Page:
Inequalities heighten the risk of violence against women
While violence affects all women, some groups face a higher risk (EIGE, 2020a). The 2019 Fundamental Rights Survey (FRA, 2021) revealed higher harassment rates in the preceding 5 years among specific groups. These include women self-identifying as lesbian, bisexual or ‘other’ (57 %); women not citizens of where they live (51 %); women educated to tertiary level (49 %); and women with disabilities hampering their ability to take part in common activities (48 %).
The violence against women survey (FRA, 2014) also showed that disability substantially increases women’s vulnerability to violence, especially from a close or intimate partner. About a third of women with disabilities (34 %) suffered intimate partner violence, compared with 19 % of women without a disability. Yet women with disabilities are usually missing from strategies to combat violence against women, and often are physically unable to access shelters and other facilities, forcing them to remain in violent situations (Mandl et al., 2014).
Increased social media use and digital technology advances have seen an upsurge in online harassment and abuse, particularly against young women and girls. In the EU, 13 % of women have overall experienced cyber-harassment. Among 16- to 29-year-olds, it is more prevalent, at 25 % (FRA, 2021). Consequently, girls and young women (aged 15–18 years) considerably restrict what they express online for fear of harassment, gossip and hateful comments (EIGE, 2019a).
Eventually such violence can silence women and discourage them from taking a prominent role in public life. For example, about 4 out of 10 journalists have reported self-censorship following online abuse (EIGE, 2020a). Many women in public roles, especially those fighting for the rights of women and minorities (politicians, lawyers, activists, etc.), are victims of gender-based cyber-harassment (European Parliament, 2018, 2021).
Since 2012, EIGE has been mapping the prevalence of FGM in the EU by estimating the number of women and girls (aged 0–18 years) at risk of FGM and identifying good practices to tackle it. The most recent assessment, carried out in Denmark, Spain, Luxembourg and Austria, shows that the risk of FGM is less pronounced when a woman or girl is in the EU (EIGE, 2021b). However, the risk increases when unmarried girls and women return to their country of origin. In Denmark, Luxembourg and Austria, girl asylum seekers are at a higher estimated risk of FGM than the general migrant population.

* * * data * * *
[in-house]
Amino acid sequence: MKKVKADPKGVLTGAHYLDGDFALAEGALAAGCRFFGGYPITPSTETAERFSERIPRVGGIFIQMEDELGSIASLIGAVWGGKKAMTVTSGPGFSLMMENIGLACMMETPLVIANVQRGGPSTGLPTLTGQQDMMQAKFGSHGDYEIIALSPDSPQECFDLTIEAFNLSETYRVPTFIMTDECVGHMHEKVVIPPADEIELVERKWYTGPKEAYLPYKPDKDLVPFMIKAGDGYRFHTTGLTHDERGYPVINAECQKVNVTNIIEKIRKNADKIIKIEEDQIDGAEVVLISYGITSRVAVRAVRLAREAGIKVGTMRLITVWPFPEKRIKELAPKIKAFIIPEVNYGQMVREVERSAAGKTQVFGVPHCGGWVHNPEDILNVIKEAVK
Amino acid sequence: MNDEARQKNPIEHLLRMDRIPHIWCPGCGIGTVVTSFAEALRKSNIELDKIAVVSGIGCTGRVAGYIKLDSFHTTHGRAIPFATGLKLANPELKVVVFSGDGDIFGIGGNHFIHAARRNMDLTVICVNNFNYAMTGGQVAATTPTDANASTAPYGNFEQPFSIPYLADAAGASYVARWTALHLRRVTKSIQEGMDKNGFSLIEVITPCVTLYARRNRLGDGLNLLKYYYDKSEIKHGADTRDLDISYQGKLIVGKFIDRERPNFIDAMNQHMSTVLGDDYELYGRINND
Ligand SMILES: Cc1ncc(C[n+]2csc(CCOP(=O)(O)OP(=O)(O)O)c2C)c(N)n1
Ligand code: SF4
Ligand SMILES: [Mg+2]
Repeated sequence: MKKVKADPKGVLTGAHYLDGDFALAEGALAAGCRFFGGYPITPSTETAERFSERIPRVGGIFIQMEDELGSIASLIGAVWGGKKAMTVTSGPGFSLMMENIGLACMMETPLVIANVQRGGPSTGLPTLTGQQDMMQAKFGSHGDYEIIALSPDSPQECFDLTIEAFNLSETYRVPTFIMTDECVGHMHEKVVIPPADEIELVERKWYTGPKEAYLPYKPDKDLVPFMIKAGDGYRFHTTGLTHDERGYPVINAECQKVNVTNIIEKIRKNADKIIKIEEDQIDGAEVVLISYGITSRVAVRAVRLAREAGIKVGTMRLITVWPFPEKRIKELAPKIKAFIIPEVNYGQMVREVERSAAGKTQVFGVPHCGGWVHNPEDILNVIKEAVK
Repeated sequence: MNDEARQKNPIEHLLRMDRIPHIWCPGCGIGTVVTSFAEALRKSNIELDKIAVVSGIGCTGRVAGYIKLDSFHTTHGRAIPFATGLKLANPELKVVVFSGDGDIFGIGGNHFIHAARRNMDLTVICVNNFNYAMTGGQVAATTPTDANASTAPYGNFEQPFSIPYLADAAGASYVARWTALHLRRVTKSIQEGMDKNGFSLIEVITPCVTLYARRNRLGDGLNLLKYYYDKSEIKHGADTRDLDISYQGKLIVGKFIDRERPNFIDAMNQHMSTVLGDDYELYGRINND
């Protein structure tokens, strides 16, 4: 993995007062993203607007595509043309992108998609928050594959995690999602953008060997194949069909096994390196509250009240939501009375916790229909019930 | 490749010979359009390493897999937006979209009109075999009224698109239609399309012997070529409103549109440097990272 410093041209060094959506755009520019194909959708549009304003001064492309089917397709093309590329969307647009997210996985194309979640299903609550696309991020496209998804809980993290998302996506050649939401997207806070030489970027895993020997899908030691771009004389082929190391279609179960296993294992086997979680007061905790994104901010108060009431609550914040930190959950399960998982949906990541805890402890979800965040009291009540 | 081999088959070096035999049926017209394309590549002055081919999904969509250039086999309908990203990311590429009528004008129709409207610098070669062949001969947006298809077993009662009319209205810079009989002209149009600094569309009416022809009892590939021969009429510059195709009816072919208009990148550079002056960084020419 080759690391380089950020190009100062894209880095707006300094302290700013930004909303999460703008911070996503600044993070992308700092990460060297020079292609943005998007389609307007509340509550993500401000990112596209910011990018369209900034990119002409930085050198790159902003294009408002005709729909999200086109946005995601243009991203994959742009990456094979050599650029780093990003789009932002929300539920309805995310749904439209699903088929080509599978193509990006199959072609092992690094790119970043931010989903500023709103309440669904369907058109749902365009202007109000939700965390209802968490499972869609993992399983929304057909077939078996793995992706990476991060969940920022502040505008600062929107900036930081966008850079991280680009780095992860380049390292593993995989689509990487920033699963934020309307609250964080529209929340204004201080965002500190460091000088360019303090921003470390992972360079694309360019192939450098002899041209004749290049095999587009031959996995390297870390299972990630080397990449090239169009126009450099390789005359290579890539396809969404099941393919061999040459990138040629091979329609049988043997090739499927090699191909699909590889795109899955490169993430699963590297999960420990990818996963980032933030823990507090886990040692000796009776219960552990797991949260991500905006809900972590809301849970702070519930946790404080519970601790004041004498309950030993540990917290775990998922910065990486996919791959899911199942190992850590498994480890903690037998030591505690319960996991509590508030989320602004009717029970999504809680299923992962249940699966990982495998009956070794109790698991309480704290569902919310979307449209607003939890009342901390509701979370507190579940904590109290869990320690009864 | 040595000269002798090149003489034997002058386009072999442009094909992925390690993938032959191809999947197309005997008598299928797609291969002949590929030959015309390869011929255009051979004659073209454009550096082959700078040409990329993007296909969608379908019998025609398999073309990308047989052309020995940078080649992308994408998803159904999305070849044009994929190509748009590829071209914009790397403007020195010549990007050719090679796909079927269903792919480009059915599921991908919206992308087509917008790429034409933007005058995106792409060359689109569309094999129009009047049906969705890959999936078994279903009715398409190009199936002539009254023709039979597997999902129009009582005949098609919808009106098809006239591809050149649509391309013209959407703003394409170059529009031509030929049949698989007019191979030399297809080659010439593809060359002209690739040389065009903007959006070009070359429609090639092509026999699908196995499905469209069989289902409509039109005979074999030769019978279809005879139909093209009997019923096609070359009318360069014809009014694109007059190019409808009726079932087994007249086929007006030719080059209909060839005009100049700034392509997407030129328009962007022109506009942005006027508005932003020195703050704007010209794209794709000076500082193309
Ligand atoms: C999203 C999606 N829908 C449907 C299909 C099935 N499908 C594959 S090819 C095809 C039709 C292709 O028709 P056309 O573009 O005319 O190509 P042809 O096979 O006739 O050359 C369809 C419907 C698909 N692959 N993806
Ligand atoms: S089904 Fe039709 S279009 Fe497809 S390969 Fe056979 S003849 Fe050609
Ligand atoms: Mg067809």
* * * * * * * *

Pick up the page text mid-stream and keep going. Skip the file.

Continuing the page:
This highlights the importance of having gender-sensitive asylum procedures in place to prevent FGM and protect girls at risk, and to help women and girls who have undergone FGM (EIGE, 2021b). The study also demonstrates the need to strengthen sensitivity to intersecting inequalities, including through culturally sensitive approaches in sexual and reproductive healthcare systems (see Section 9.2.1.).
FRA’s second LGBTI survey, conducted in 2019 (FRA, 2020b), found that 1 in 10 lesbian women (10 %) in the EU-27 were physically or sexually attacked in the 5 years before the survey because of their sexual orientation. FRA’s second LGBTI survey, conducted in 2019 (FRA, 2020b), found that 1 in 10 lesbian women (10 %) in the EU-27 were physically or sexually attacked in the 5 years before the survey because of their sexual orientation.
Prevalence ranged from 16 % in Croatia to 3 % in Portugal. Only 16 % of lesbian women reported the most recent hate-motivated physical and sexual attack to any organisation, including the police. This was mostly because of fear of homophobic reaction.
Harassment is the most widespread form of violence against lesbian women, with 56 % experiencing in-person harassment for any reason in the previous 5 years and 11 % suffering cyber-harassment over the same time frame. In the 12 months before the survey, 48 % of lesbian women were harassed for any reason and 40 % were harassed because of their sexual orientation.
Prevalence rates vary from 52 % in Latvia, 50 % in Lithuania and 48 % in Belgium to 22 % in Cyprus and 28 % in Malta and Portugal. Of the most recent incidents of hate-motivated harassment against this group, 71 % were perpetrated by men. In 62 % of cases, the perpetrator was unknown to the woman (FRA, 2020b).
 Conducted in 2018 for Spain and in 2019 for Denmark, Luxembourg and Austria.
 The questionnaire did not use the term ‘harassment’, to avoid varying interpretations. Instead, the specific acts of harassment were assessed. Specifically, it asked respondents if somebody had made offensive or threatening comments in person, such as insulting them or calling them names; had threatened them with violence in person; had made offensive or threatening gestures or stared at them inappropriately; had loitered, waited for them or deliberately followed them in a threatening way; had sent them offensive or threatening emails or text messages (SMS); or had posted offensive or threatening comments about them online – for example on Facebook or Twitter (FRA, 2020b).
 EU-27: authors’ calculations based on microdata.